Normally I wouldn’t pay much attention to such writing. I suspect it’s really aimed at satisfying the mighty Google, and driving more traffic to their web site. However, I’m not the sort that lets the dissemination of questionable advice slide past unnoticed. Most especially from an organization that purports to be the subject matter experts.
The author suggests a number of different devices for different sized rooms. In this particular case I’m familiar with most of them. In fact, I have quite a few of them in inventory.
I’ve long had a fascination with spatial audio processing. This was in part why Voxeet caught my attention when the service initially launched. It was over a year before we were able to have them appear on VUC #471 on January 10th.
From that session you may recall that Voxeet offers a binaural conference service. Participants join a conference using a PC smart phone application. They use a stereo headset allowing the client application to provide placement of the individual participants within a controlled sound stage.
Voxeet is interesting. However, it’s not exactly clear what aspect of the service is most compelling. At point of launch they used the Speex audio codec, which allows wideband audio (aka HDVoice.)
In the recent v2 release their PC client has been moved to a WebRTC foundation, leveraging Opus. I’ve done a quick analysis of their updated online demo. Newly fitted with American voices where there were once French accents, it presents 16 KHz usable audio path, suggesting a 32 KHz sample rate. It certainly sounds very good.
It’s worth noting that a Google “Hangout” is not the same as a “Hangout-On-Air.” A Hangout-On-Air is streamed and recorded via YouTube in real-time. This gives it the potential for much greater reach. A normal Hangout is not streamed in this manner, although it does allow for PSTN connectivity.
This difference is arbitrary, although I’m told it stems from legal concerns about copyright issues that could easily occur if Hangouts-On-Air were allowed to have broad interop capability.
The fact that the VUC uses a Hangout-On-Air has compelled my search for a reliable, high-quality means of interconnecting the Hangout-On-Air and ZipDX conference bridge. Given my long-standing and vociferous support of HDVoice even the PSTN access provided by a plain vanilla Hangout is troubling. Connecting via a pure IP means, like SIP URI, would allow interconnection with much better audio quality.
The VoIP Users Conference is closing upon 500 weekly sessions, each one more-or-less a conference call. Along the way the manner in which the calls happen has evolved. A bit of background about this will serve to frame why I’ve been seeking a way to interconnect a Google+ Hangout and the ZipDX conference bridge.
It’s come to my attention that in recent times “Surround Sound Bars” have exploded in popularity. That’s “sound bar” as in a form of home-theatre-sound-in-a-box, not a smoky dive where musicians perform strange music. Sound bars are now so popular that they are impacting sales of more traditional HTIB solutions. I’ve come to see some parallels between surround sound bars and DIY video conference room systems, an idea that first came up earlier this year.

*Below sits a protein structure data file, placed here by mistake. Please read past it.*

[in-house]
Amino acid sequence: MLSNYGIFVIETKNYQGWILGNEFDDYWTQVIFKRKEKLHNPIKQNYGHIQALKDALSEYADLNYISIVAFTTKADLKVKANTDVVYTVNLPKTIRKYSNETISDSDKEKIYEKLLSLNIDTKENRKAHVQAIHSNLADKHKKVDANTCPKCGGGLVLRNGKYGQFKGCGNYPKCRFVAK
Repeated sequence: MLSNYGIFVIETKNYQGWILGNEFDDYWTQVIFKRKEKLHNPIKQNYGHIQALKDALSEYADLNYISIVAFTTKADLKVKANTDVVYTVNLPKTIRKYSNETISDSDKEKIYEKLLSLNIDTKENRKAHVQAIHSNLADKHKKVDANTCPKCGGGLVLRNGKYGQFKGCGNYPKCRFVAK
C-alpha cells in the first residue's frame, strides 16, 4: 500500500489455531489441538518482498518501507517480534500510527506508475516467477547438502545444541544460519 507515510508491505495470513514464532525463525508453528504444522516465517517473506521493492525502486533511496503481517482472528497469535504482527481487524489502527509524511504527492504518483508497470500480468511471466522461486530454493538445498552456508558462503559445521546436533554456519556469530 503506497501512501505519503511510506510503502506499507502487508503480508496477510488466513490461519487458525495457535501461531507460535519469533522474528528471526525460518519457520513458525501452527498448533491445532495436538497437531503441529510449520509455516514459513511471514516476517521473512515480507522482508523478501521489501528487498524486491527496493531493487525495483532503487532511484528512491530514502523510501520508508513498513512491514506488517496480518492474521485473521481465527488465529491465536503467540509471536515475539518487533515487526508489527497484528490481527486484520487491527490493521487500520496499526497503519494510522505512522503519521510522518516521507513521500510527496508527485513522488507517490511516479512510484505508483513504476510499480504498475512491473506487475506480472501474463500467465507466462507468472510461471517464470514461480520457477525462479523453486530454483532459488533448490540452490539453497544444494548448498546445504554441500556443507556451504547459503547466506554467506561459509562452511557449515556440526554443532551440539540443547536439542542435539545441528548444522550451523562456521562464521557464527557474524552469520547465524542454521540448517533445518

As I have mentioned previously, we don’t have a traditional surround-sound system in support of our HDTV. Our 42” Sharp Aquos HDTV was the largest that they offered with built-in speakers…which is all that we felt we required at the time.
In truth, it was the display size and resolution that mattered most when we made the purchase decision. In the middle of the last decade most 40”-ish HDTVs still only resolved 720p. Since my Mrs tended to watch more CBS than the other networks it made sense to get a HDTV capable of resolving 1080i.
It’s been a month or more since I took delivery of a Brightlines I/S-22 light for use in my working life. I noted it’s arrival to my small circle of associates, who seem to be happy with the result. With the I/2-22 providing even fill lighting I’ve not appeared as a disembodied head on any video calls.
As was mentioned previously, the I/S-22 has three possible mounting options; a VESA bracket with a 6” gooseneck, a table clamp with a 22” long gooseneck, or a heavy round base with that same 22” gooseneck.
The VESA mount allows the light to be mounted to the back of a monitor, presuming that the monitor is not itself mounted to a VESA type arrangement.
My situation seemed best addressed by the long gooseneck with the table clamp. This allows me to mount the light to the edge of the table immediately behind the HDX-4500. The HDX is a large and rather heavy device, and does not have VESA type mounting holes. Happily the I/S-22 on the long gooseneck rises to an appropriate height, about 4 inches above the top of the HDX.